How companies can help their users write Liquid expressions themselves.
If you're reading this post, then chances are you have a company that uses Shopify's Liquid technology, but you're struggling to get your customers to actually use the tools that you've given them. This can be extremely frustrating for the product owner that introduced the feature, and demoralizing to the software engineer that actually built it out (as a software engineer myself, I know the pain when people don't use the things that you build).
Since Liquid comes out of the box without any UI, it is up to each individual company to determine how they want to help and support their users to understand how to use Liquid within their application. In this post, I'll list several ways that I've seen companies help their users to write Liquid themselves.
Your company should be writing documentation for as much functionality and features your application has as possible. This is especially true for parts of the application, such as Liquid, that are highly technical. This will give your users a place to learn about how they can use Liquid within your application, and will also give you a place to send them when they ask a question that is documented.
Documentation is a must have and will go a long way, but the best applications are the ones that help their users at the time they have a need. Give your customers tools directly in your user interface where they will be writing Liquid (Bonus points for including a link to the documentation also). Imagine your customer's delight if your application pops in with the right information at the right time, and saves them from doing the research and work themselves.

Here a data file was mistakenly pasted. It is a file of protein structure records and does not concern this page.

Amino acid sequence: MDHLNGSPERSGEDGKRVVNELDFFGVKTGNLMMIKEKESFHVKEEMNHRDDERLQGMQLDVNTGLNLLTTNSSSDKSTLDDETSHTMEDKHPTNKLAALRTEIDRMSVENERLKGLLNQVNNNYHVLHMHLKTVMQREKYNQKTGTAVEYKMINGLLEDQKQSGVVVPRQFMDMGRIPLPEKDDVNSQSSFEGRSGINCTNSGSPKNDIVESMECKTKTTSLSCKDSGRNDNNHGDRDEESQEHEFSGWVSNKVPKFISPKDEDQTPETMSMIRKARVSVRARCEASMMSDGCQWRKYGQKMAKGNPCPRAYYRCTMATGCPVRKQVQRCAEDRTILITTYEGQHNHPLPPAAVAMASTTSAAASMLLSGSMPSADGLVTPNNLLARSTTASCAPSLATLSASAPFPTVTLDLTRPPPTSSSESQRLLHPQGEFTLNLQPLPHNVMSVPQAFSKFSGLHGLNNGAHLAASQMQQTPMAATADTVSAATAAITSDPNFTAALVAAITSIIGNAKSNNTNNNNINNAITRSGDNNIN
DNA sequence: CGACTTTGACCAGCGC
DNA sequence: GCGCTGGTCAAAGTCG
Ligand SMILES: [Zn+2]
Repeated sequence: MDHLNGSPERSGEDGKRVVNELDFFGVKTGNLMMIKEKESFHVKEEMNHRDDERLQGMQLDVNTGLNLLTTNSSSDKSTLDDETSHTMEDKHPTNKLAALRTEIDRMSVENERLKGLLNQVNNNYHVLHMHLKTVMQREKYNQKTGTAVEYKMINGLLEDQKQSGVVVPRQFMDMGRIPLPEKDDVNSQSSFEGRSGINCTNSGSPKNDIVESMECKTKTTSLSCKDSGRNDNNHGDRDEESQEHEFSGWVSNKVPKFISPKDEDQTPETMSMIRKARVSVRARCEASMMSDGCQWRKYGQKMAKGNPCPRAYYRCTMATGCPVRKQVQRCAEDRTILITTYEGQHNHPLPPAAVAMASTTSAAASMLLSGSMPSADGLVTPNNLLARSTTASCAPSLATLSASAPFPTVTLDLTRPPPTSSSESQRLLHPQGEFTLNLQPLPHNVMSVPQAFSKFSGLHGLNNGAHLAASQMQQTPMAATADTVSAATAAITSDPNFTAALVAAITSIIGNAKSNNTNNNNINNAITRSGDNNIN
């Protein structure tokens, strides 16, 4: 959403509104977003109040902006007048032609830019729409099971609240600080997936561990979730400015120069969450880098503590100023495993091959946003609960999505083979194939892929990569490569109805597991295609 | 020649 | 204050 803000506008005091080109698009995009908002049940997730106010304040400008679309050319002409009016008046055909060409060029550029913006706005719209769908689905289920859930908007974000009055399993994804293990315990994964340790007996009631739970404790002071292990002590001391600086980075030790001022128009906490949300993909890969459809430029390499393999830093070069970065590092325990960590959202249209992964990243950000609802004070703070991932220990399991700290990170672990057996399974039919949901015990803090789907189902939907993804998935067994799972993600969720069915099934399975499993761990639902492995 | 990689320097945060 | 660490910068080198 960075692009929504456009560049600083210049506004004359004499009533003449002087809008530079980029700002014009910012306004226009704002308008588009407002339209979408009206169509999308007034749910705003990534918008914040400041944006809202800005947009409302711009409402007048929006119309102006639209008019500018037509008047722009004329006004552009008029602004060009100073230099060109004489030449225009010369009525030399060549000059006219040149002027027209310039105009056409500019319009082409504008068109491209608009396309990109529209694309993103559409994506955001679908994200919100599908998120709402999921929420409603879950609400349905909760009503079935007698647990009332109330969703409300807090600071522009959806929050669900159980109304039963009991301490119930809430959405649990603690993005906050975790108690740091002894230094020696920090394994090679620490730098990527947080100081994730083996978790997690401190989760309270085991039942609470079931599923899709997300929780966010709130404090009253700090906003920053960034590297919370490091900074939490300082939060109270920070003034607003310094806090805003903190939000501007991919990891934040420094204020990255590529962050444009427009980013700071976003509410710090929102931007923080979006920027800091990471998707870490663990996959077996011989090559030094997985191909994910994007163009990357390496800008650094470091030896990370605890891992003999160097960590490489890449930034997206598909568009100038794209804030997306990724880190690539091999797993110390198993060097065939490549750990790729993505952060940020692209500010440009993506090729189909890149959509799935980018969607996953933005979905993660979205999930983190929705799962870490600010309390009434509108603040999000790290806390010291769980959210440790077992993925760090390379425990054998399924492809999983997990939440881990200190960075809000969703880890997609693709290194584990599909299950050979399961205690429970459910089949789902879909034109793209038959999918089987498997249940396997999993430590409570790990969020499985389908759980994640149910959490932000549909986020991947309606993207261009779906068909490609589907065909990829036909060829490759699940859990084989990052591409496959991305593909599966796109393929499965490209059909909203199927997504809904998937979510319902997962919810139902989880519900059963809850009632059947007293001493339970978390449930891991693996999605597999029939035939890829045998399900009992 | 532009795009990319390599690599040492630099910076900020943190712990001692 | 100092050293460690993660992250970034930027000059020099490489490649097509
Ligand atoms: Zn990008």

If you're a programmer yourself, you know first-hand how valuable having an example to follow can be. The best documentation in the world can still leave people feeling confused and intimidated when they have a blank slate staring back at them. Let your customers know that you're there to help by providing them examples of what is possible to access through Liquid.
Giving users a way to test the Liquid that they write is a vital step in implementing Liquid to give users the confidence that their Liquid will work. This can sometimes take some creativity depending on how your application uses Liquid. As with programming, quick iteration cycles is the key to writing working code quickly. The longer it takes to test a Liquid expression a single time, the longer it will take to make it work in the event you don't get it working correctly the first time.
Give your users the confidence they need to write Liquid with these four simple steps. You will see your Liquid related help desk tickets go down, and more importantly you will see your customer's happiness increase. Liquid is an extremely important and powerful feature of your application, but only if your customers know how to actually use it!
A before and after look at the end user experience of writing Liquid expressions with and without Dropkiq.